As a megadiverse country, Mexico acknowledges the value of biological diversity through the signing of the Convention on Biological Diversity (CBD).  The CBD commits signatory countries to the conservation, sustainable use and fair and equitable sharing of the benefits that arising out of the utilization of genetic resources.  The CBD is important for industrial property as it is related to the patenting of genetic resources through the recognition of the site where these were obtained and distribution of benefits.

The CBD has protocols for to help carrying out its implementation.  An important agreement within the CBD corresponds to the Nagoya Protocol.  The Nagoya Protocol is a supplementary agreement wherein the signatory countries commit to amend their domestic law to facilitate access to the genetic resources and sharing the benefits derived therefrom.  The domestic law must be amended so that it provides a system of surveillance that allow contribute the fulfilment of the Protocol, punish noncompliance and discourages the illegal access to genetic resources.  Mexico ratified the agreement in October of the 2014; however, the domestic legislation is still insufficient to carry to out the compliance of the treaty.  

The current Mexican legislation related to the protection of genetic resources includes sections scattered in different laws; some of the laws include:

  • General law on ecological equilibrium and environmental protection
  • General law for sustainable forest development
  • General wildlife law
  • General law of fisheries and aquaculture

The current legislation recognizes the value associated to the resources genetic and sets forth the provisions by which these are protected in Mexico.  Additionally, the current legislation links the access of genetic resources with the indigenous communities where these are obtained, emphasizing the need to distribute the benefits derived therefrom with the indigenous communities; however, the sections included in the above laws still comprise several deficiencies.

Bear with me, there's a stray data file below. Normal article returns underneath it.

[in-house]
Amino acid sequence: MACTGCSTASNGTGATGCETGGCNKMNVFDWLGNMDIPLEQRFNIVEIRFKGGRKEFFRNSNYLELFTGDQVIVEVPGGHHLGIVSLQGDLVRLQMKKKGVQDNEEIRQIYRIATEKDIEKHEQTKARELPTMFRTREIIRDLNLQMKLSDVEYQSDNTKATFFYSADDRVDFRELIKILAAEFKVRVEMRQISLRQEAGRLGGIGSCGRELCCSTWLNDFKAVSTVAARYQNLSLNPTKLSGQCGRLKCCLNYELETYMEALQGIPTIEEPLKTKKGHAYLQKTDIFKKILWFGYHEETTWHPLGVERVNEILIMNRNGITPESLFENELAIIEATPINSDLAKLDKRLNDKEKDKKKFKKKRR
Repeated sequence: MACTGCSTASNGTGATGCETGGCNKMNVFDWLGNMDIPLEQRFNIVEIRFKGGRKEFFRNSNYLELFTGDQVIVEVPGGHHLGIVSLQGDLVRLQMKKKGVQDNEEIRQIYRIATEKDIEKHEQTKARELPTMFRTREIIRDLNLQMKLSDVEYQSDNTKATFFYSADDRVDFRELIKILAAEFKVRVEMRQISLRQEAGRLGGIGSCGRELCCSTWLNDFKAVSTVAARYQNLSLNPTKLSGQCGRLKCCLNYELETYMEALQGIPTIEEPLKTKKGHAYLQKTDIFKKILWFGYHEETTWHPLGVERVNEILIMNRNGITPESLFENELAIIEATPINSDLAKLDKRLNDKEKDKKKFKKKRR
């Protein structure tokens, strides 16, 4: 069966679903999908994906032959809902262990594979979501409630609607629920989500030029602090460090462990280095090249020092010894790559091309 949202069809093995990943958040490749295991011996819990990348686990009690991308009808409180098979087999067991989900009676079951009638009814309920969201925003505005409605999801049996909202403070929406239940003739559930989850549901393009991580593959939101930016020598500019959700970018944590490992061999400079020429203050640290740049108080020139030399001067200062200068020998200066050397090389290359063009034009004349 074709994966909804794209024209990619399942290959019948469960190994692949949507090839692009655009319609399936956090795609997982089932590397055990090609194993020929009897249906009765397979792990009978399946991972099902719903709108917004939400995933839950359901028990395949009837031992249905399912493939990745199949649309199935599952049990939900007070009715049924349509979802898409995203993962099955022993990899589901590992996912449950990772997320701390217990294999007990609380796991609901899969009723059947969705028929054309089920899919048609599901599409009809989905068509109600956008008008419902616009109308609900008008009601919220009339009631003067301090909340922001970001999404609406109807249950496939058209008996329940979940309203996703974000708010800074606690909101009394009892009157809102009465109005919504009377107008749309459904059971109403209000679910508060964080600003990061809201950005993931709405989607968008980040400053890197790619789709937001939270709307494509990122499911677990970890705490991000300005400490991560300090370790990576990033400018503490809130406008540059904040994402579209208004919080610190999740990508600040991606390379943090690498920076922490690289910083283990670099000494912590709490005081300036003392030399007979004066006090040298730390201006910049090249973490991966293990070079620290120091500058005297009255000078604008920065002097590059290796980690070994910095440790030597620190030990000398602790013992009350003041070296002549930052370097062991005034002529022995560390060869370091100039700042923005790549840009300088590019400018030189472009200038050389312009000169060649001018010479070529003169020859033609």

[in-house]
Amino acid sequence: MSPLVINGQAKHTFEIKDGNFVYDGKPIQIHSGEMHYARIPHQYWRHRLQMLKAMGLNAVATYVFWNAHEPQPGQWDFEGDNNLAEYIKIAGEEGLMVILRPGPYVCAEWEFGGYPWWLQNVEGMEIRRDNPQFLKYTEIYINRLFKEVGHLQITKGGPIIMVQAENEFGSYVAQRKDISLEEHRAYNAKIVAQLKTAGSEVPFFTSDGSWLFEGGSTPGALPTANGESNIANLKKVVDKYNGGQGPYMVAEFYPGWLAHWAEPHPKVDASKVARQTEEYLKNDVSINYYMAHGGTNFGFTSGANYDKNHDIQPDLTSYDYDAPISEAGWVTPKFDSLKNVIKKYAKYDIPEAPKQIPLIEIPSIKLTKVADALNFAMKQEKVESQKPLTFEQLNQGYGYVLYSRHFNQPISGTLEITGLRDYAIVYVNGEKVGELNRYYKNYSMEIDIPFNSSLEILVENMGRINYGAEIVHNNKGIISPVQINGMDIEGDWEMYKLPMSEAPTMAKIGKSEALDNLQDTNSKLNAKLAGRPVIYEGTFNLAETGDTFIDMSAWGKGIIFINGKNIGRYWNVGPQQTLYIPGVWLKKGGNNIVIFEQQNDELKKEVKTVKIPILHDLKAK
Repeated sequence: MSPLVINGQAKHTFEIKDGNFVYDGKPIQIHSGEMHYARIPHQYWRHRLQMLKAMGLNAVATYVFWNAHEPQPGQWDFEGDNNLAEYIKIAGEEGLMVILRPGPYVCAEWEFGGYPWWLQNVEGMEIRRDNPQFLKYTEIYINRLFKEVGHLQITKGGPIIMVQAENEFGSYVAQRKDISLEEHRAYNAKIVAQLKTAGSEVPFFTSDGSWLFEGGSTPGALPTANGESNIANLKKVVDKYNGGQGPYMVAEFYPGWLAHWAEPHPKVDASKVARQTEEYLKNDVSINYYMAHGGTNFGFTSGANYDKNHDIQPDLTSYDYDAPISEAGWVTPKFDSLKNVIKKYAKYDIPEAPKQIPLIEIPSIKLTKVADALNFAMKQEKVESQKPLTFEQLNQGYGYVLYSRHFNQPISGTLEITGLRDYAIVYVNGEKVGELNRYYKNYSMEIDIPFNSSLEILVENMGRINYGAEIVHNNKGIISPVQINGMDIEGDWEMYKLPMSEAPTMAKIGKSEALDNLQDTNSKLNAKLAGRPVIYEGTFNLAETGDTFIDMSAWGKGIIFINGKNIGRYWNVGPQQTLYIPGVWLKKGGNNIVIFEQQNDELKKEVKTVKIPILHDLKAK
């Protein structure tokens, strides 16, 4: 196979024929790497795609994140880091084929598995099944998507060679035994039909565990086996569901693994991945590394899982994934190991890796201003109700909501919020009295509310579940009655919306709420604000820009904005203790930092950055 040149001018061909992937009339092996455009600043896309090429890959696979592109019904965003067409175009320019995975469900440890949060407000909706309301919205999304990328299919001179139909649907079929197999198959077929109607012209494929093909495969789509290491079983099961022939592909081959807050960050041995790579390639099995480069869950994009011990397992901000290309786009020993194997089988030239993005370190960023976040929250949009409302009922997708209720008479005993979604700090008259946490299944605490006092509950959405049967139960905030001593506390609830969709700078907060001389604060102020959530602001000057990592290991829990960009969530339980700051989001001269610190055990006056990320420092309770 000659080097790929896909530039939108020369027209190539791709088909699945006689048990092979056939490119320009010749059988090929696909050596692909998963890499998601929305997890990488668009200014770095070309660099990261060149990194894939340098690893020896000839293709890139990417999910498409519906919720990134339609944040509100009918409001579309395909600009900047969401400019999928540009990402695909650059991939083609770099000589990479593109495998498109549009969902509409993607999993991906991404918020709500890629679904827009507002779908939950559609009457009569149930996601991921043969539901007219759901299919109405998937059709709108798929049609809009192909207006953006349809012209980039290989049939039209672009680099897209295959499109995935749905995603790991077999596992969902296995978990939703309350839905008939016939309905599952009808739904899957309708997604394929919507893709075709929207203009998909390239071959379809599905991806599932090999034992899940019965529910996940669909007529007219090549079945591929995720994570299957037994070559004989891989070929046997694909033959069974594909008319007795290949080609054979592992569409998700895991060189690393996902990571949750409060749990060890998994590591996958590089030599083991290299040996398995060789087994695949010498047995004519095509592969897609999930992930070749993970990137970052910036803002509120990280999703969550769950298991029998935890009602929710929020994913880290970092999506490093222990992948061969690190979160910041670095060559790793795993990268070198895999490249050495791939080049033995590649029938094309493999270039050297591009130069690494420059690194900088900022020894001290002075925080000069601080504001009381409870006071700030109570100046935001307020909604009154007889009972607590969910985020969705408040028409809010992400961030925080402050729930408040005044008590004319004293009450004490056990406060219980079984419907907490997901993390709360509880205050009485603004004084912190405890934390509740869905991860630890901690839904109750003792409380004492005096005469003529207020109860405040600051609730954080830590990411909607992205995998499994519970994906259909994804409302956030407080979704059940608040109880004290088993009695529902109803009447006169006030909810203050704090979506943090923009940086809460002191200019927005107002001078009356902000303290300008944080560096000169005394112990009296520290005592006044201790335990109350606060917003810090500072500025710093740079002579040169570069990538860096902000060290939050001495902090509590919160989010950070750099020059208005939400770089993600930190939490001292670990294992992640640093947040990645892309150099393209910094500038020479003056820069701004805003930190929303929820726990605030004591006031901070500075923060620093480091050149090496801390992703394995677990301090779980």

The persistent lack of clarity in the procedure to distribute the benefits to the indigenous communities, in the verification of access to genetic resources, in the selection of competent authorities for the management of verification and the lack of linkages between authorities of different fields, denote that Mexico still has no legislation that allows accomplish the objectives of the CBD.

An example of the aforementioned is found within the law General law for sustainable forest development.  Article 102 of this law provides that a patent may be considered null if it does not acknowledge the indigenous community from which the genetic resource was retrieved.  The previous article does not specify the procedure whereby recognition must be carried out, the Mexican Industrial Property Law does not contemplates the process by which the recognition is held, it does not even consider that a lack of recognition is considered a cause to render a patent null. Which is the process whereby the recognition is held? Before which authority must the recognition be held? Is the lack of recognition really considered a cause of nullity for the Mexican Institute of Industrial Property?.  The previous article is an example of the ambiguities present in the application of the CBD within the Mexican legislation.

For now, the current Mexican legislation regarding the genetic resources could be considered insufficient to meet the objectives set forth in the CBD.  Mexico recognizes the importance of having a law that meets the objectives of the CBD; however, to achieve it, is necessary to strengthen the current legislation, so that the process is quick, clear and without place to ambiguities.